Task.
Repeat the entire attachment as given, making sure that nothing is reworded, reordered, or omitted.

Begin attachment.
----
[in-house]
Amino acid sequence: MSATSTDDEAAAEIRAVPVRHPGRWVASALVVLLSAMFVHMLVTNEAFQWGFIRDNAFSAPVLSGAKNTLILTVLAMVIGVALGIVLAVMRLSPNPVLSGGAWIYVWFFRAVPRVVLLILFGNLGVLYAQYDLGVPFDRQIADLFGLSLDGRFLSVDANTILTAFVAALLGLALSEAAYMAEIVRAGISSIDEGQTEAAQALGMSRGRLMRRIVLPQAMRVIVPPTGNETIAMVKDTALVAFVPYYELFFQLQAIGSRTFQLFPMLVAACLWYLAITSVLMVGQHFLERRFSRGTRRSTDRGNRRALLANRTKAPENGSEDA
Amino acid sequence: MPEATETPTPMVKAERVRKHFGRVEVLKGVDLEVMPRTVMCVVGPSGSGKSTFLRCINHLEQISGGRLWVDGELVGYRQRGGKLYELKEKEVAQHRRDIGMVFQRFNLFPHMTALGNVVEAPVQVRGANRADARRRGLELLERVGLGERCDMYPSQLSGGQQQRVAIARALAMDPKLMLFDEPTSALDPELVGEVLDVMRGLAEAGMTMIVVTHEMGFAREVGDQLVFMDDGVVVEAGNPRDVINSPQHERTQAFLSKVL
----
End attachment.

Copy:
[in-house]
Amino acid sequence: MSATSTDDEAAAEIRAVPVRHPGRWVASALVVLLSAMFVHMLVTNEAFQWGFIRDNAFSAPVLSGAKNTLILTVLAMVIGVALGIVLAVMRLSPNPVLSGGAWIYVWFFRAVPRVVLLILFGNLGVLYAQYDLGVPFDRQIADLFGLSLDGRFLSVDANTILTAFVAALLGLALSEAAYMAEIVRAGISSIDEGQTEAAQALGMSRGRLMRRIVLPQAMRVIVPPTGNETIAMVKDTALVAFVPYYELFFQLQAIGSRTFQLFPMLVAACLWYLAITSVLMVGQHFLERRFSRGTRRSTDRGNRRALLANRTKAPENGSEDA
Amino acid sequence: MPEATETPTPMVKAERVRKHFGRVEVLKGVDLEVMPRTVMCVVGPSGSGKSTFLRCINHLEQISGGRLWVDGELVGYRQRGGKLYELKEKEVAQHRRDIGMVFQRFNLFPHMTALGNVVEAPVQVRGANRADARRRGLELLERVGLGERCDMYPSQLSGGQQQRVAIARALAMDPKLMLFDEPTSALDPELVGEVLDVMRGLAEAGMTMIVVTHEMGFAREVGDQLVFMDDGVVVEAGNPRDVINSPQHERTQAFLSKVL